A Tale of Seven Elements by Eric Scerri

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Scerri enriches each minihistory with anecdotes of bitter rivalries, professional and personal frustrations...This brief and intriguing tale offers insights into the research process as well as the history of the periodic table as researchers vied to break new ground.
-Publishers Weekly

Synopsis

In 1913, English physicist Henry Moseley established an elegant method for "counting" the elements based on atomic number, ranging them from hydrogen (#1) to uranium (#92). It soon became clear, however, that seven elements were mysteriously missing from the lineup--seven elements unknown to science.

In his well researched and engaging narrative, Eric Scerri presents the intriguing stories of these seven elements--protactinium, hafnium, rhenium, technetium, francium, astatine and promethium. The book follows the historical order of discovery, roughly spanning the two world wars, beginning with the isolation of protactinium in 1917 and ending with that of promethium in 1945. For each element, Scerri traces the research that preceded the discovery, the pivotal experiments, the personalities of the chemists involved, the chemical nature of the new element, and its applications in science and technology. We learn for instance that alloys of hafnium--whose name derives from the Latin name for Copenhagen (hafnia)--have some of the highest boiling points on record and are used for the nozzles in rocket thrusters such as the Apollo Lunar Modules. Scerri also tells the personal tales of researchers overcoming great obstacles. We see how Lise Meitner and Otto Hahn--the pair who later proposed the theory of atomic fission--were struggling to isolate element 91 when World War I intervened, Hahn was drafted into the German army's poison gas unit, and Meitner was forced to press on alone against daunting odds. The book concludes by examining how and where the twenty-five new elements have taken their places in the periodic table in the last half century.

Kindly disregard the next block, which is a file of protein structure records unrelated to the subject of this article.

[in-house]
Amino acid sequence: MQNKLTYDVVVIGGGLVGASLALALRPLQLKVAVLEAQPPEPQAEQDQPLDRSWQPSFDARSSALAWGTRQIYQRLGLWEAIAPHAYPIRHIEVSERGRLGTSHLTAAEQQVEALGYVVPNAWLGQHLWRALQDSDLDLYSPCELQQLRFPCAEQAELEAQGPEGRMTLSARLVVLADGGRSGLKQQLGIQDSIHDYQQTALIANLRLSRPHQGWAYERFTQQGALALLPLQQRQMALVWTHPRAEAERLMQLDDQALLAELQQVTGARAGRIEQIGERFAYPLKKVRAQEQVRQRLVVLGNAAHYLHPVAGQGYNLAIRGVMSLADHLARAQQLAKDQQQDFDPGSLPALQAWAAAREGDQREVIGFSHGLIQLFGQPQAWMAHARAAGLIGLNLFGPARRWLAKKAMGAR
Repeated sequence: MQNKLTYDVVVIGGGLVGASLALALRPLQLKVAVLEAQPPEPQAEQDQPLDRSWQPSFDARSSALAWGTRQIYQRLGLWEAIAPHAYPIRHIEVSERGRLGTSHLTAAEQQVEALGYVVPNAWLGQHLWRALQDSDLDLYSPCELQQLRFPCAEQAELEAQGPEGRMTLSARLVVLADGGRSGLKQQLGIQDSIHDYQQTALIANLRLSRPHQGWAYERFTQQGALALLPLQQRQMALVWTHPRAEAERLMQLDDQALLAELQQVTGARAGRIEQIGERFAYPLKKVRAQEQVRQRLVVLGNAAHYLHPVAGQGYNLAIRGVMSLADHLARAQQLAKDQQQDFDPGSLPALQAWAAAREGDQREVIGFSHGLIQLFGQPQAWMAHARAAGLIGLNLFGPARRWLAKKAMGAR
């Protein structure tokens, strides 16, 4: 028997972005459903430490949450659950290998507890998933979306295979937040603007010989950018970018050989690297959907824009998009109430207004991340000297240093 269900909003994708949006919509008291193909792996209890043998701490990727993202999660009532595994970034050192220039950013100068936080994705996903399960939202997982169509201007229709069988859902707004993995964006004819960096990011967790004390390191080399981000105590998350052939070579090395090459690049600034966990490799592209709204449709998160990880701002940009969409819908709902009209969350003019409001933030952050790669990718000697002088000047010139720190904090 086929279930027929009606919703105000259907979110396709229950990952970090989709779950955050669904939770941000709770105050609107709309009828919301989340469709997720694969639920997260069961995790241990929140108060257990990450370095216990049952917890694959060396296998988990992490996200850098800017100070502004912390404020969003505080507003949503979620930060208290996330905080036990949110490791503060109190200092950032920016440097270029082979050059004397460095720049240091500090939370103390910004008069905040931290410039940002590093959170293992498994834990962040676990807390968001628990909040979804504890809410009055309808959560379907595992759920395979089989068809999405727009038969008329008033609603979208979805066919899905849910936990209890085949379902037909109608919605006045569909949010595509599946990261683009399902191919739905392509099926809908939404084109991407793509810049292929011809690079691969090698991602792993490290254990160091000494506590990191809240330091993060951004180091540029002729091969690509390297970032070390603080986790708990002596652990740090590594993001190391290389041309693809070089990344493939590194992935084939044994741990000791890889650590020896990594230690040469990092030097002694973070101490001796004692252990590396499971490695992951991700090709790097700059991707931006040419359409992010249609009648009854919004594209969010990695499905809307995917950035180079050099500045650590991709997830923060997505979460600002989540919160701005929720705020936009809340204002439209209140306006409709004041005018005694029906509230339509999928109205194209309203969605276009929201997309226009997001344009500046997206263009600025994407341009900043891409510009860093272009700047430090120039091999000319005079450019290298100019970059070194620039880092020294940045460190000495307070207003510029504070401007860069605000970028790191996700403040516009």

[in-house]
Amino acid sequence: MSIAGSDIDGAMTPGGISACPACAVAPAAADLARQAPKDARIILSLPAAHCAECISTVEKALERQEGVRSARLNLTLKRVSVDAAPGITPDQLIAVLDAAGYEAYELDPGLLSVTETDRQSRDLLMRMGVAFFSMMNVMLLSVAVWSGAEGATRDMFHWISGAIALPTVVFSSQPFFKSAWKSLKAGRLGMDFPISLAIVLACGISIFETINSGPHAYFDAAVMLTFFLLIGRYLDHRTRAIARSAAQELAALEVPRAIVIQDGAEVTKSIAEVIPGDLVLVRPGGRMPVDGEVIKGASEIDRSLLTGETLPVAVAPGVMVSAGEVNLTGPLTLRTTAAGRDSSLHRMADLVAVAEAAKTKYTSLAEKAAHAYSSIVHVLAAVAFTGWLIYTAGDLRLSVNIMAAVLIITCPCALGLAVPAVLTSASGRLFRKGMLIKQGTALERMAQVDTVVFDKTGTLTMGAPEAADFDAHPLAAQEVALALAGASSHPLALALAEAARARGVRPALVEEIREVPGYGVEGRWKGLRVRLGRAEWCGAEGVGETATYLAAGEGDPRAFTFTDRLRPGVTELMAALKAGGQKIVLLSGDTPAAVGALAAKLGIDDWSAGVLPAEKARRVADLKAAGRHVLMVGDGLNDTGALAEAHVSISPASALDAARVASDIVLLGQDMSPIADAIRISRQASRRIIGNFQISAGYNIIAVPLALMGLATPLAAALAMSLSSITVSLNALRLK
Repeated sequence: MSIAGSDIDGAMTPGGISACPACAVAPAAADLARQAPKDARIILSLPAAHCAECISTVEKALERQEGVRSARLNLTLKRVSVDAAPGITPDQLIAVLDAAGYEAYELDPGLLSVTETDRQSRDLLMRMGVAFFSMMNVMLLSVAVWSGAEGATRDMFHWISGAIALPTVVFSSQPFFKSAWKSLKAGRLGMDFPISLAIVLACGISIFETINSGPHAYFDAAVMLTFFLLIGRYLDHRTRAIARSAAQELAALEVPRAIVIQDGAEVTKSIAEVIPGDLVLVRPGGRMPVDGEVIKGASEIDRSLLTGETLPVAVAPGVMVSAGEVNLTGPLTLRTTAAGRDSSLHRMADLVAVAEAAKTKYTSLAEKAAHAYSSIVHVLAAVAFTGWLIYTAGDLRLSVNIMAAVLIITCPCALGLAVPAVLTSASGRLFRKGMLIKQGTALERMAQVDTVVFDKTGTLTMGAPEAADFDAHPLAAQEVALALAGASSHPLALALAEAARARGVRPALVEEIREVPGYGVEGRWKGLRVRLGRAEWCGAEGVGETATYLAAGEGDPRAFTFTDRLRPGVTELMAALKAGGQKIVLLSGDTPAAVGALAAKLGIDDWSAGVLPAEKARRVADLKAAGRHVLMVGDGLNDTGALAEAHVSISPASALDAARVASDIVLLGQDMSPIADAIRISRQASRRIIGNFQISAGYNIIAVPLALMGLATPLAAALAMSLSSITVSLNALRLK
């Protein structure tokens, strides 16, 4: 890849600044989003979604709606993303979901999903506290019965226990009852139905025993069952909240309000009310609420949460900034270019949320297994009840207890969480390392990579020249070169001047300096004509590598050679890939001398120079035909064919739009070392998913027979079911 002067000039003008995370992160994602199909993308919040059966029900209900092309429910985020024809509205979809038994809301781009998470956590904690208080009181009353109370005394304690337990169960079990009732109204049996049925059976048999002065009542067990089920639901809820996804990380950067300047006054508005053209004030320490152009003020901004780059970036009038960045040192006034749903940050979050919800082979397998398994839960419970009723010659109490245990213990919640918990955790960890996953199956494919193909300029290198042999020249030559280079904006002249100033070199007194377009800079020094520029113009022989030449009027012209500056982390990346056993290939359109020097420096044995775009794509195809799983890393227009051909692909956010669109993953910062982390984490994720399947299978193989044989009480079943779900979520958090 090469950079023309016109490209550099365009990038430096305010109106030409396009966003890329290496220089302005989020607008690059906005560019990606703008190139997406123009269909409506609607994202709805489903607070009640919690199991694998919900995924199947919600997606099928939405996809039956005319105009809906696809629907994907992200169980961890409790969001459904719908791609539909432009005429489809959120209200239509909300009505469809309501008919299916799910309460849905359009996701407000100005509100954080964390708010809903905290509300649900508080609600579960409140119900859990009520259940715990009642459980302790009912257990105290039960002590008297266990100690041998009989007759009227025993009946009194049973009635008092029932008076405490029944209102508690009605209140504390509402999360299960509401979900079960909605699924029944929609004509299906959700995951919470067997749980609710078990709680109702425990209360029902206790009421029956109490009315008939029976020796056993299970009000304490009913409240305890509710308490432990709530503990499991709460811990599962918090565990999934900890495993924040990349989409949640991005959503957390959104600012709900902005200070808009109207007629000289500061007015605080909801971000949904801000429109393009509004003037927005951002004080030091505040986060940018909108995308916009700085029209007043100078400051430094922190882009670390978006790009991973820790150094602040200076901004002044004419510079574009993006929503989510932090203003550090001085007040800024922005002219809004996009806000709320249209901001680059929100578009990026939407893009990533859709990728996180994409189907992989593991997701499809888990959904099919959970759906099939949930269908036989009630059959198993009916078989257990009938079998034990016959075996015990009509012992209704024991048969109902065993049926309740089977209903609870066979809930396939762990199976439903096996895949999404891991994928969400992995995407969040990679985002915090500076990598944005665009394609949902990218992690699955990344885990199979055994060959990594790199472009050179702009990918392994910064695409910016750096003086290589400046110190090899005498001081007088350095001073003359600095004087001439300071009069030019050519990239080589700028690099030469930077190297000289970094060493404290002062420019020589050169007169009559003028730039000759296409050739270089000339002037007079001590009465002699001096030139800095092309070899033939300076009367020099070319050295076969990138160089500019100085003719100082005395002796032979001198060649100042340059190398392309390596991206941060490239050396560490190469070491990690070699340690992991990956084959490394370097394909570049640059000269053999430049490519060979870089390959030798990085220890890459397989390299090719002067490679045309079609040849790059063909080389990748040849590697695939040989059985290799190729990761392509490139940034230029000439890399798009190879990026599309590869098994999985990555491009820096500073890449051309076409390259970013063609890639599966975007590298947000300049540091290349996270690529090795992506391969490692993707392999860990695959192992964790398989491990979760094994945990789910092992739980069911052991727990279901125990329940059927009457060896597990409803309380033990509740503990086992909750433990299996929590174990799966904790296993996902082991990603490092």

A Tale of Seven Elements paints a fascinating picture of chemical research--the wrong turns, missed opportunities, bitterly disputed claims, serendipitous findings, accusations of dishonesty--all leading finally to the thrill of discovery.
 

About Eric Scerri

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Eric Scerri is a leading philosopher of science specializing in the history and philosophy of the periodic table. He is also the founder and editor in chief of the international journal Foundations of Chemistry and has been a full-time lecturer at UCLA for the past twelve years where he regularly teaches classes of 350 chemistry students as well as classes in history and philosophy of science. He is the author of The Periodic Table: Its Story and Its Significance and has given invited lectures all over the world.
 
Published May 20, 2013 by Oxford University Press. 304 pages
Genres: Science & Math, Professional & Technical. Non-fiction
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Critic reviews for A Tale of Seven Elements
All: 2 | Positive: 2 | Negative: 0

Publishers Weekly

Good
on Apr 15 2013

Scerri enriches each minihistory with anecdotes of bitter rivalries, professional and personal frustrations...This brief and intriguing tale offers insights into the research process as well as the history of the periodic table as researchers vied to break new ground.

Read Full Review of A Tale of Seven Elements | See more reviews from Publishers Weekly

WSJ online

Good
Reviewed by Peter Pesic on Sep 20 2013

Mr. Scerri writes clearly and calmly, without the impulse to overdramatize that can mar popular books about science...Mr. Scerri's outstanding book helps us understand the special spirit of chemistry, whose contribution to science and human experience emphasizes the crucible of experiment.

Read Full Review of A Tale of Seven Elements | See more reviews from WSJ online

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